Despite an unclear mobile strategy and a shifting software industry, Microsoft still managed to post better-than-expected earnings on Thursday.
For the quarter ended September 30, 2014, the software giant reported revenue of $23.20 billion -- which was up 25% year-over-year -- while diluted earnings per share were $0.54 per share.
“We’re off to a great start to the year,” CEO Satya Nadella told investors on Thursday.
The financial results included $1.14 billion of integration and restructuring expenses related to Microsoft’s restructuring plan, and its ongoing integration of the Nokia Devices and Services business.
Devices and consumer revenue grew 47% to $10.96 billion, during the period, while commercial revenue grew 10% to $12.28 billion.
Since the launch of the Xbox One in 28 new markets, Microsoft has increased console unit sales from a year ago, and grew users of Xbox Live apps by more than 20%.
Microsoft was widely believed to have reconsidered its mission to market Xbox One as a centralized entertainment system. This past quarter, however, the company continued to add multimedia features to the console, including a streaming feature for users to watch TV on a Windows, iOS or Android phone or tablet using a SmartGlass app on a home network.
Last month, Microsoft also agreed to buy Minecraft maker Mojang for $2.5 billion. "The acquisition of Mojang, which we expect to close in November, extends our ecosystem and community across multiple platforms,” Nadella said on Thursday. “Minecraft adds to our … portfolio of first-party games and content such as Halo, and will strengthen our gaming experiences … as well as cross-platform monetization.”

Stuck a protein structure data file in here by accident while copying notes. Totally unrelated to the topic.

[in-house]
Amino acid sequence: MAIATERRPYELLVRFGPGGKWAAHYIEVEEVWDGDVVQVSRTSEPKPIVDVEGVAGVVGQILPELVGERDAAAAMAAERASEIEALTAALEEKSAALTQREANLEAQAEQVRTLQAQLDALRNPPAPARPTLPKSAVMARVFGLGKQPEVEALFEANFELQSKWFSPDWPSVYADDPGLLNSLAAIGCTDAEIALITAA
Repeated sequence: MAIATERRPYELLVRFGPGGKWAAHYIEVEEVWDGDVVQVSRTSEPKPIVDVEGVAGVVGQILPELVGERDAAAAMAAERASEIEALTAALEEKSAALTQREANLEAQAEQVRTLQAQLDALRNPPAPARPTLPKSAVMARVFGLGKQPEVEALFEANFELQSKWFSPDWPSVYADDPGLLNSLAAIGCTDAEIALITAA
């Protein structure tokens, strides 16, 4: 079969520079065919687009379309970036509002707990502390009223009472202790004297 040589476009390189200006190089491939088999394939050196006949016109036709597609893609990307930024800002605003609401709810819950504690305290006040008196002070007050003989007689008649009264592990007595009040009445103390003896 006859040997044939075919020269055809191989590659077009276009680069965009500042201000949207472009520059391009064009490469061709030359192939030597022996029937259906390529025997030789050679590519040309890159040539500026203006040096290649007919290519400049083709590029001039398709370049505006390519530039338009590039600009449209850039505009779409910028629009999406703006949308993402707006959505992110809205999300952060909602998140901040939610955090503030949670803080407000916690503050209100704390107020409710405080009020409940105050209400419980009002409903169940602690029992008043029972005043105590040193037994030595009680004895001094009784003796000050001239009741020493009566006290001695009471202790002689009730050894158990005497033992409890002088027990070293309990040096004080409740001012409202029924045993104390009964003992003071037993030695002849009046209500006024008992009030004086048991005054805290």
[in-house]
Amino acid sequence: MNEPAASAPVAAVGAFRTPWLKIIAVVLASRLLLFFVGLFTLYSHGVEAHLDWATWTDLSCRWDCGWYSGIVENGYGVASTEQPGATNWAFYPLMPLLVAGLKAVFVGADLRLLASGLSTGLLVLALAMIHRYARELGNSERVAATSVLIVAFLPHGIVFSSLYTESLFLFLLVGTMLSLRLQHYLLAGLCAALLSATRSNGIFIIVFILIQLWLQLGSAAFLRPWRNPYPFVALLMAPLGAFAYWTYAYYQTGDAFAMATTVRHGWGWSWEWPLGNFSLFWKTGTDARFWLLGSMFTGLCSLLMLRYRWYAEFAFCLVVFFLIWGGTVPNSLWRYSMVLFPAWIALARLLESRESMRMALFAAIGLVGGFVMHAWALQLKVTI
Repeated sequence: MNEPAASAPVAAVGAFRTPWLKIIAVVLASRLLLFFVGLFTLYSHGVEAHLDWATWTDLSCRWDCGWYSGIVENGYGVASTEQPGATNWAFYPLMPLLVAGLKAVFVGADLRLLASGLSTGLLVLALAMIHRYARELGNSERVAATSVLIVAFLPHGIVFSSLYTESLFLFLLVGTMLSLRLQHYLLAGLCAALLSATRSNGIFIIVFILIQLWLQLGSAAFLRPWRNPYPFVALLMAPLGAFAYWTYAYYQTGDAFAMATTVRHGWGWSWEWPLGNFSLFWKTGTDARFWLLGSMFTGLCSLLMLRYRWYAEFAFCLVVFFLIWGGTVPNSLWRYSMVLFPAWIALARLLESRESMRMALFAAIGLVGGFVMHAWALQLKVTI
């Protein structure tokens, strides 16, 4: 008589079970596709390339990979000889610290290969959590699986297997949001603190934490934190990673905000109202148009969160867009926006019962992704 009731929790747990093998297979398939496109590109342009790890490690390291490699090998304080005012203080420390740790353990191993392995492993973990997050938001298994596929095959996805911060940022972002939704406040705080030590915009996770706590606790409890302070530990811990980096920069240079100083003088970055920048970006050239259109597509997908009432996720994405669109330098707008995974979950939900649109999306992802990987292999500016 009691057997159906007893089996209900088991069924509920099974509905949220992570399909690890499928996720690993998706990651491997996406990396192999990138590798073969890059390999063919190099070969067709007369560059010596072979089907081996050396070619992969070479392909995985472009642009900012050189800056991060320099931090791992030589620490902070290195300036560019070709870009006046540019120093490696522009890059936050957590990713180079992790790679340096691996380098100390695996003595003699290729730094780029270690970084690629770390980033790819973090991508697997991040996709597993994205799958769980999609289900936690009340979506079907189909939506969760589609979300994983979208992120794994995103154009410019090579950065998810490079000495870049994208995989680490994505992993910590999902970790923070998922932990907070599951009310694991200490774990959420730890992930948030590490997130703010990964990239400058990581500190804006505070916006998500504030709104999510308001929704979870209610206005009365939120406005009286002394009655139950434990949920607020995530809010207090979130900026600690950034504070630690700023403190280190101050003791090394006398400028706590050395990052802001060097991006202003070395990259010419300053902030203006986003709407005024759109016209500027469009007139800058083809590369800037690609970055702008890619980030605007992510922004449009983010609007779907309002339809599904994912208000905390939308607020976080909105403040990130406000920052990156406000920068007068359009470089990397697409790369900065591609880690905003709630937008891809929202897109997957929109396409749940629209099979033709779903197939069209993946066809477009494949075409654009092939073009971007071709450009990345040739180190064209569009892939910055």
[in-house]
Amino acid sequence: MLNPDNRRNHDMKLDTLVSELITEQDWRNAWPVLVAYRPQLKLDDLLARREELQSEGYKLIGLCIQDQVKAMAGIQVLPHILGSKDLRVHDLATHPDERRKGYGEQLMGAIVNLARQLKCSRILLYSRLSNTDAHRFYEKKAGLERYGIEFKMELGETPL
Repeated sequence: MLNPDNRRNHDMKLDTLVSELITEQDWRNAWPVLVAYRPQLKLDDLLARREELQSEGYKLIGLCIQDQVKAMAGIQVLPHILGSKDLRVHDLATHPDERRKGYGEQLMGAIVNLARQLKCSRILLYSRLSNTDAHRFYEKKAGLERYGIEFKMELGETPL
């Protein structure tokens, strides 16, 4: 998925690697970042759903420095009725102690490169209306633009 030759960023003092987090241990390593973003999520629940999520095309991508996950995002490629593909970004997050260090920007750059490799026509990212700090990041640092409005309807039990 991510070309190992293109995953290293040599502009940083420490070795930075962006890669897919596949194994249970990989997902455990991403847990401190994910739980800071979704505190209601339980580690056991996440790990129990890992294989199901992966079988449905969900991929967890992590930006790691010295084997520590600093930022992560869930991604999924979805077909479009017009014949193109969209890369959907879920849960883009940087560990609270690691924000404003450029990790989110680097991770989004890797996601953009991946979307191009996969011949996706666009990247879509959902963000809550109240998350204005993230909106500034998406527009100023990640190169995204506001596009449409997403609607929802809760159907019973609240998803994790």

Beating Apple to the punch, meanwhile, Microsoft is reportedly planning to release its first “wearable” in a matter of weeks. The company is also firming up plans to open a Manhattan flagship store on Fifth Avenue. On Thursday, however, company executives made no mention of a forthcoming smartwatch, or the retail effort.
Going forward, Microsoft is “accelerating the pace of decision-making and taking decisive actions to improve how we operate,” Amy Hood, the company’s chief financial officer, said on Thursday’s earnings call.
“This approach is reflected in the progress we’ve made in restructuring the company and integrating our phone business,” Hood said. “As a result, we incurred charges of $1.1 billion this quarter.”
As for Bing, revenue was driven by both volume and rate growth, according to Hood. “We again delivered double-digit monetization gains, driven by investments in core relevance and ranking algorithms,” she said. “These improvements keep us on the path to Bing profitability in fiscal .”
What about Microsoft’s online advertising business? Well, “consistent with prior quarters, display revenue remained under pressure,” Hood said.